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post #1 of 8 Old 01-20-2011, 09:34 AM Thread Starter
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Help with understanding my badis badis

I have two badis badis right now in an 8 gallon biocube with 2 honey gourami (smallest of the non dwarf and supposed to be the most peaceful). I know that's small; but I'm cycling a 29 gallon to which I'd like to add them.

Both of the badis badis are fairly colorless, light pink with a little darker stripes. This doesn't match any pictures or descriptions I've read. Could they both be females?

They are not shy in this 8 gallon. They beat the honey gourami out of the food. They even go to the top for the food that floats. They also chase the honeys some. The honeys back away from them most of the time. This puzzles me.
The 29 gallon is cycling with 5 x-ray pristellas (albino) right now.

So my concerns are the following:
1. Should I add the badis badis to the 29 gallon; are these females, do I need to add more of them?
2. Are the two honey gouramis going to be ok in the 29? Do I need to add another one of these so they are not so shy?
3. Should I leave either the badis badis or the honey gourami in the 8 gallon?

All suggestions are appreciated.
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post #2 of 8 Old 01-27-2011, 09:06 PM
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Quote:
Originally Posted by rsnprocess View Post
I have two badis badis right now in an 8 gallon biocube with 2 honey gourami (smallest of the non dwarf and supposed to be the most peaceful). I know that's small; but I'm cycling a 29 gallon to which I'd like to add them.

Both of the badis badis are fairly colorless, light pink with a little darker stripes. This doesn't match any pictures or descriptions I've read. Could they both be females?

They are not shy in this 8 gallon. They beat the honey gourami out of the food. They even go to the top for the food that floats. They also chase the honeys some. The honeys back away from them most of the time. This puzzles me.
The 29 gallon is cycling with 5 x-ray pristellas (albino) right now.

So my concerns are the following:
1. Should I add the badis badis to the 29 gallon; are these females, do I need to add more of them?
2. Are the two honey gouramis going to be ok in the 29? Do I need to add another one of these so they are not so shy?
3. Should I leave either the badis badis or the honey gourami in the 8 gallon?

All suggestions are appreciated.
Badis badis are also known as chameleon fish....their colors can change at will.

If you could provide pictures, it would be easier to sex the fish.

As for which fish should go where.... I would try moving them all to the 29. If need be, you can move the badis badis back to the 8 if there are any issues.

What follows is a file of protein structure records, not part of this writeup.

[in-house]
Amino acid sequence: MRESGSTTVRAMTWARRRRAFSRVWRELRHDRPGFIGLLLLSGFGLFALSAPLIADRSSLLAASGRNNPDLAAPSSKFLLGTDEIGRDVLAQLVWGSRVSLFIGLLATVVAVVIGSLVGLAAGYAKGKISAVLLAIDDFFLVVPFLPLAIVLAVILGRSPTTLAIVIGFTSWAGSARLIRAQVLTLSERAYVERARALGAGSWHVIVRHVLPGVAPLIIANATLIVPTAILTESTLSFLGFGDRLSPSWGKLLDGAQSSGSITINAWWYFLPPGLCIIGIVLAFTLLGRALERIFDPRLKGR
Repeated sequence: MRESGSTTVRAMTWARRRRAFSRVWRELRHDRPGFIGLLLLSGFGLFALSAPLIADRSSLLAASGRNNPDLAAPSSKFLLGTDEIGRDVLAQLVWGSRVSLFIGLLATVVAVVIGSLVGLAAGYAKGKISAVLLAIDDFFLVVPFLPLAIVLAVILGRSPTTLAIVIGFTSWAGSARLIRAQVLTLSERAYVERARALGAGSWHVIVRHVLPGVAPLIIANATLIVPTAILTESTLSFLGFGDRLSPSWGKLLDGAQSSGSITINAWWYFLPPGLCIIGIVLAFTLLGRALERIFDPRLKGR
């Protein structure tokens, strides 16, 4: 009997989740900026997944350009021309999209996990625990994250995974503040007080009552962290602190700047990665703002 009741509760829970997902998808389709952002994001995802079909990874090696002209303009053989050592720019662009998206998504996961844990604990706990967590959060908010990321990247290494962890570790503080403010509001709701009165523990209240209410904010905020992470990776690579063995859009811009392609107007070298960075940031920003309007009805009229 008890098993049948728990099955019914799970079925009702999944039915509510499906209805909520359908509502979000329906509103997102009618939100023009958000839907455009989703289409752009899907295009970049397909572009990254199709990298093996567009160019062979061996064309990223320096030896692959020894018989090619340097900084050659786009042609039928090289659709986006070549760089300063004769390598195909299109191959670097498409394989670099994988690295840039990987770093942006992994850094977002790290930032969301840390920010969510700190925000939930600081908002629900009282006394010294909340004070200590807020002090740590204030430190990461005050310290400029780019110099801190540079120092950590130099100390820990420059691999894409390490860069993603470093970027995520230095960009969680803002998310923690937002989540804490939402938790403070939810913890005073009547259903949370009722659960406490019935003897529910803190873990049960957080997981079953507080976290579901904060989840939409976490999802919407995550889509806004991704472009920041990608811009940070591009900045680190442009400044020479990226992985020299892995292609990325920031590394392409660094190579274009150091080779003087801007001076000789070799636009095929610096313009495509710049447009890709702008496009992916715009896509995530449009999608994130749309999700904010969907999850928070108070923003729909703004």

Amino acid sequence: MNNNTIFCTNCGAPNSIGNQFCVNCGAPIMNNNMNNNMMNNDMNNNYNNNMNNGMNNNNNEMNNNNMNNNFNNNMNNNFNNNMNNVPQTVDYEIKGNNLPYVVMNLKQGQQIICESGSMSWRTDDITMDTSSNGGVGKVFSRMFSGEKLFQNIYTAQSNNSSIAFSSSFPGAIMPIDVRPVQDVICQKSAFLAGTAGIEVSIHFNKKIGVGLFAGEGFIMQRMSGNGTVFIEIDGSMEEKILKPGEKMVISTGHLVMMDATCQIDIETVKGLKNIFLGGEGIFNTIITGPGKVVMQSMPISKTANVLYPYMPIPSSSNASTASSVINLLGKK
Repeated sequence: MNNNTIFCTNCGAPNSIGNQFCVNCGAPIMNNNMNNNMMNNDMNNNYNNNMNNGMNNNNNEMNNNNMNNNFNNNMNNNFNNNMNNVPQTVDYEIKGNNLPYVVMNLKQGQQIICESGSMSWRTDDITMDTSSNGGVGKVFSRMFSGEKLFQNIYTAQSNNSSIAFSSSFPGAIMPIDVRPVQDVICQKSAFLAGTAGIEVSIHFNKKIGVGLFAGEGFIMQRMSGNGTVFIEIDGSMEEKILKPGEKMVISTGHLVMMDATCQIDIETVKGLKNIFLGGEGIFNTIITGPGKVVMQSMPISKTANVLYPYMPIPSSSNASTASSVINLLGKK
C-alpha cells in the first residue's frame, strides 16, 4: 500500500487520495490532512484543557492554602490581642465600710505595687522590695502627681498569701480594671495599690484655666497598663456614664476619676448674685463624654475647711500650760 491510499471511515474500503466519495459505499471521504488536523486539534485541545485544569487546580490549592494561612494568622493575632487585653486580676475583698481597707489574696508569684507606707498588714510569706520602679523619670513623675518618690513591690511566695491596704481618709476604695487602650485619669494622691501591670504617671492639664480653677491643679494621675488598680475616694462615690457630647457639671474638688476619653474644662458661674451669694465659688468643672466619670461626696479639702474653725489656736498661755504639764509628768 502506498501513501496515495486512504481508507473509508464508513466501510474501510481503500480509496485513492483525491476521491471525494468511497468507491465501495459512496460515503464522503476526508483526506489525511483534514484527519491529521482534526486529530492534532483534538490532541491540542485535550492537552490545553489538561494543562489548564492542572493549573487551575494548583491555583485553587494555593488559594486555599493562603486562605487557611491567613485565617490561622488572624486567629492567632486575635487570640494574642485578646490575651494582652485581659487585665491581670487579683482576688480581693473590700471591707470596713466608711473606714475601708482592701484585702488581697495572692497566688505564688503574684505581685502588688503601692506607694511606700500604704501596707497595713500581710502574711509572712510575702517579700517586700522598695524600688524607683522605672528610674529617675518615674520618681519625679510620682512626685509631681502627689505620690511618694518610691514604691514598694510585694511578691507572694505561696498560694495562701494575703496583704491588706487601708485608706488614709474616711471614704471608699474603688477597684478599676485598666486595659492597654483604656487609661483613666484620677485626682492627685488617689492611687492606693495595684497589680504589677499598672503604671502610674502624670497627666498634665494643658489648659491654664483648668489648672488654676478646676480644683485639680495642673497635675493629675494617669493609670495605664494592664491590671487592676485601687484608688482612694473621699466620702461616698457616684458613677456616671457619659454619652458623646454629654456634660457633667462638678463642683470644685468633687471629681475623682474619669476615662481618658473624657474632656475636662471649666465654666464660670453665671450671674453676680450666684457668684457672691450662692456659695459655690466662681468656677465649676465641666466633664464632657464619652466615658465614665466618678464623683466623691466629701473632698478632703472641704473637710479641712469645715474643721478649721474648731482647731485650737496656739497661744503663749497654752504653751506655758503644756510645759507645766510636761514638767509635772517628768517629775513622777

125 - BGK, chanchito cichlid, pictus cats, silver dollars, palmas bichir
125 - cichlids (severums, bolivian rams, chocolate), rainbows ( turquoise, red), loaches (angelicus, zebra, kuhli and horseface), plecos (BN, RL and clown), denison barbs, tiretrack eel, pearl gouramis, betta
90 - Congo tetras, african knife, upside down cats, spotted ctenopoma, kribensis, delhezzi bichir
2.5 - betta
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post #3 of 8 Old 01-30-2011, 10:53 PM Thread Starter
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What I had been told was a badis badis is really a Neolamprologus multifasciatus

I've been writing on this forum and a couple of others about the fish I bought in December, badis badis. When I got them home I did research on them. They didn't look like any of the pictures I found. I wrote asking people to help me understand their behavior, as mine behaved differently than what was described. Well guess what??? They are not badis badis; they are Neolamprologus multifasciatus or multies or many banded shell dwellers, which are the smallest cichlids.

Someone from another forum provided me with a link to identify these fish. I guess I can't trust the guys in the fish store, or at least this one fish store. I've learned that I can go and see, but have to do my own research.

I would have never put these guys in my community tank had I done my research. As soon as I added the neons from another tank, the multies (who I thought were badis badis) started being very aggressive to them. So I immediately put them back into the 8 gallon. I'm just glad they lived with the two additional moves.

After doing reading I think I'll make a change to the 8 gallon there are now back in.iI read that they prefer sand as a substrate and shells to which to dwell. They are in the 8 gallon with a hillstream loach and a bamboo shrimp.

1. Should I move the shrimp and the loach to my 29 gallon community tank when its mature enough or leave one of them in the biocube with the mulites.
2. Should I change the gravel to sand?